Paralyzed Man Moves His Arm With His Brain

( Jeffrey Kluger, APRIL 17, 2017 — Not long ago, Bill Kochevar ate some mashed potatoes — and when he did, the world turned over. Kochevar, 56, performed that seemingly unremarkable act with his right hand, a hand that hadn’t moved independently since the day, eight years ago, when he was riding his bicycle in a multiple sclerosis charity event and didn’t notice that a mail truck had stopped short in front of him. He collided with the truck, fractured his fifth cervical vertebra, and became, just like that, quadriplegic.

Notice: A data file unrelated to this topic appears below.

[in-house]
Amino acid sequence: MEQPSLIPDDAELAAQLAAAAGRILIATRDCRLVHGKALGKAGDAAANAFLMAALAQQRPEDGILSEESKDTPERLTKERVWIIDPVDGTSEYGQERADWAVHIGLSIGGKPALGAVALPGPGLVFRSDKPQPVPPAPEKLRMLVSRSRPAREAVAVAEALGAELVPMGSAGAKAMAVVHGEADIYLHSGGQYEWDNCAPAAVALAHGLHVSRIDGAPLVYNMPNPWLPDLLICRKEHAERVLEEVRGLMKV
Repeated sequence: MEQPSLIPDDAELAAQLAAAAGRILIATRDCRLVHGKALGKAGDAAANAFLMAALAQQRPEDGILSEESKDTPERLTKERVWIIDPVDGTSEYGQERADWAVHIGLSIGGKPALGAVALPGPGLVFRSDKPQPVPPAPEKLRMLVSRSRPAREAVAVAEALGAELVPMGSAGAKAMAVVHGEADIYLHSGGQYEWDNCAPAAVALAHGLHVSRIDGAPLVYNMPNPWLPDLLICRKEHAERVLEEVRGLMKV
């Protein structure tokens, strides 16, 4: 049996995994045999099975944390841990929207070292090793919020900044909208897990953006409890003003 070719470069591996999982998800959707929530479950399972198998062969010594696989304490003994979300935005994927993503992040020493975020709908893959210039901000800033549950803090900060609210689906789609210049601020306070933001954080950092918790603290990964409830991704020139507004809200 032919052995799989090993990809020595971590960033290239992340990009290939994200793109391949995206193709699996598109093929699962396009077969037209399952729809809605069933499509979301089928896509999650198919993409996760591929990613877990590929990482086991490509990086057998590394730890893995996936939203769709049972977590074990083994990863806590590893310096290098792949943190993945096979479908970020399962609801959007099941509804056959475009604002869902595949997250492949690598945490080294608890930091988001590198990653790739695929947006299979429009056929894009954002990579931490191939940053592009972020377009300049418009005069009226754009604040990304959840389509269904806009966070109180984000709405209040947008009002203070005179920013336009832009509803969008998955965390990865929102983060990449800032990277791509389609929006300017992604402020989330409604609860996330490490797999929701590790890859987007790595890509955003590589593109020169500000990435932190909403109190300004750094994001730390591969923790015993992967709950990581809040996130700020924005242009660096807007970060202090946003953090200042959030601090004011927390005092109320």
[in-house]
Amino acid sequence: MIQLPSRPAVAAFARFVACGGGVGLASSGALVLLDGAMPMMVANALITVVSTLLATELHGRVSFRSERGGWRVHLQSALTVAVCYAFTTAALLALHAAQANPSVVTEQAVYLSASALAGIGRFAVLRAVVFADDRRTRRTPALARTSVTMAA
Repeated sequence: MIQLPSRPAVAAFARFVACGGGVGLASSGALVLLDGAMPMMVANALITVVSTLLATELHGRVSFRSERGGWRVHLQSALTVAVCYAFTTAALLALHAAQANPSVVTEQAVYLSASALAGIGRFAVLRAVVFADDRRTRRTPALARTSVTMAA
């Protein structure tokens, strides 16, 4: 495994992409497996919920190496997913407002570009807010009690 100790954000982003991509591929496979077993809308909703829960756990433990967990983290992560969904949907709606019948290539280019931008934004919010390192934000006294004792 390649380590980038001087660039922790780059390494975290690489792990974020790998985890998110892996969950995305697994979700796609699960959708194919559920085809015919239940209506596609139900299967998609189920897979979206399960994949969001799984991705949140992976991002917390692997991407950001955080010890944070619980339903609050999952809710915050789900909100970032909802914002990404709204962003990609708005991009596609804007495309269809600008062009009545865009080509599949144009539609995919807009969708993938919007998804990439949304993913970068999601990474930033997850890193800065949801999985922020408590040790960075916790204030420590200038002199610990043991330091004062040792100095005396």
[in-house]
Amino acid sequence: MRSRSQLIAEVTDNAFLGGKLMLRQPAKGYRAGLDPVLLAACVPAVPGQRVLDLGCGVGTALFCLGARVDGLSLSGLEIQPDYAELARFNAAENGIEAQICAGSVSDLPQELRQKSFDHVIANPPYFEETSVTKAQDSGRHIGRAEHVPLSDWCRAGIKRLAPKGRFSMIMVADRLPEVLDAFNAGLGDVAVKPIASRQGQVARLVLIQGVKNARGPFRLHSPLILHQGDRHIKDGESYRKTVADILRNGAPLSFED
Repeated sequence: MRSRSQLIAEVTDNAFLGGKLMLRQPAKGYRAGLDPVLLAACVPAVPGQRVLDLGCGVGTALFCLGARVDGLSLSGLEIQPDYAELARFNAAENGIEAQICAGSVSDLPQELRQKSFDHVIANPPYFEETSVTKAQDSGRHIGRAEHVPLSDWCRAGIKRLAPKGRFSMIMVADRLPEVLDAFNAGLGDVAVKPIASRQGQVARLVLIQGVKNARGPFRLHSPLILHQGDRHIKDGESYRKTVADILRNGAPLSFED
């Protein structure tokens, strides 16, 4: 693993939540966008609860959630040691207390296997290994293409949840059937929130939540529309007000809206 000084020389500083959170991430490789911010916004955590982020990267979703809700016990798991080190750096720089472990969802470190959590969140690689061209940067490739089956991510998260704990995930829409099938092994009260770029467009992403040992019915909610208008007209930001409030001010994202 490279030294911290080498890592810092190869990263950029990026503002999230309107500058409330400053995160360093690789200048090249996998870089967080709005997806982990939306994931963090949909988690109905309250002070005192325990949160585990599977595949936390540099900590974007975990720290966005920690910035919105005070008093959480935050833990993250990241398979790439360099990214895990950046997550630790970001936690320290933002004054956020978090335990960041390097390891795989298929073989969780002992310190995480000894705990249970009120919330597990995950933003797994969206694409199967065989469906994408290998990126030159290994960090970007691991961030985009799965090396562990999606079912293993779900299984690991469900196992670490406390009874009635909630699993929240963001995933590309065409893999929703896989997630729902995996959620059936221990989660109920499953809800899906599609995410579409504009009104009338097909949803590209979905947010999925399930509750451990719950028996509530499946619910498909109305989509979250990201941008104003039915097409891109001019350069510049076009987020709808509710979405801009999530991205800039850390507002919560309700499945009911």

And yet now he can eat mashed potatoes — and drink a cup of coffee and enjoy the sublime, independent pleasure of scratching his own nose.

Those accomplishments and the science behind them are the subject of a paper published Tuesday by The Lancet, describing a breakthrough in restoring the ability of paralyzed people to move their limbs by commanding them with their brains. “To me,” Kochevar told TIME, “it feels exactly the same as it did before, except there is a little delay.”

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